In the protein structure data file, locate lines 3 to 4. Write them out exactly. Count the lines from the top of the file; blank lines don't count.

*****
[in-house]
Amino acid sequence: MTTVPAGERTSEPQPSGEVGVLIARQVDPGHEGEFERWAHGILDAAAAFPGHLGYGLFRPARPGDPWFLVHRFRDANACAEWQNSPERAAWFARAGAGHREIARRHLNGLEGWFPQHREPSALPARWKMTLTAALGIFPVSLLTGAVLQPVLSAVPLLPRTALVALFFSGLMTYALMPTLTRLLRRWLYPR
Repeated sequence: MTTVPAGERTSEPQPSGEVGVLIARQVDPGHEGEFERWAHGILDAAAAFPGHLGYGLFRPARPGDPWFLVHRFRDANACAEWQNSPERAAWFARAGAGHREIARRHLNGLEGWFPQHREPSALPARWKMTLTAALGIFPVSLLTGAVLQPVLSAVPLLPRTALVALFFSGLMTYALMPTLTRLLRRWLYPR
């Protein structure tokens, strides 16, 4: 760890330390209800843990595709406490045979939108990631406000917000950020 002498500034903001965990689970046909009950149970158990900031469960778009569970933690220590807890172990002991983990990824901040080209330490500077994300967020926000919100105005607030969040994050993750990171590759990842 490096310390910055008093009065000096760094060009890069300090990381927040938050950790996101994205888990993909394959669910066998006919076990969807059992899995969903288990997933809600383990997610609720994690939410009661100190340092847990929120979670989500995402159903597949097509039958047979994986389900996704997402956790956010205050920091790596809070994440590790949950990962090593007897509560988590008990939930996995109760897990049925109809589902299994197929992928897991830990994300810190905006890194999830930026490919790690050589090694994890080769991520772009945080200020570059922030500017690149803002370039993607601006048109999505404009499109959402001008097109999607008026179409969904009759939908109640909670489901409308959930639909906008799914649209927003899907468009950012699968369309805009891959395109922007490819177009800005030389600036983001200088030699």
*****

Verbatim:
Repeated sequence: MTTVPAGERTSEPQPSGEVGVLIARQVDPGHEGEFERWAHGILDAAAAFPGHLGYGLFRPARPGDPWFLVHRFRDANACAEWQNSPERAAWFARAGAGHREIARRHLNGLEGWFPQHREPSALPARWKMTLTAALGIFPVSLLTGAVLQPVLSAVPLLPRTALVALFFSGLMTYALMPTLTRLLRRWLYPR
């Protein structure tokens, strides 16, 4: 760890330390209800843990595709406490045979939108990631406000917000950020 002498500034903001965990689970046909009950149970158990900031469960778009569970933690220590807890172990002991983990990824901040080209330490500077994300967020926000919100105005607030969040994050993750990171590759990842 490096310390910055008093009065000096760094060009890069300090990381927040938050950790996101994205888990993909394959669910066998006919076990969807059992899995969903288990997933809600383990997610609720994690939410009661100190340092847990929120979670989500995402159903597949097509039958047979994986389900996704997402956790956010205050920091790596809070994440590790949950990962090593007897509560988590008990939930996995109760897990049925109809589902299994197929992928897991830990994300810190905006890194999830930026490919790690050589090694994890080769991520772009945080200020570059922030500017690149803002370039993607601006048109999505404009499109959402001008097109999607008026179409969904009759939908109640909670489901409308959930639909906008799914649209927003899907468009950012699968369309805009891959395109922007490819177009800005030389600036983001200088030699």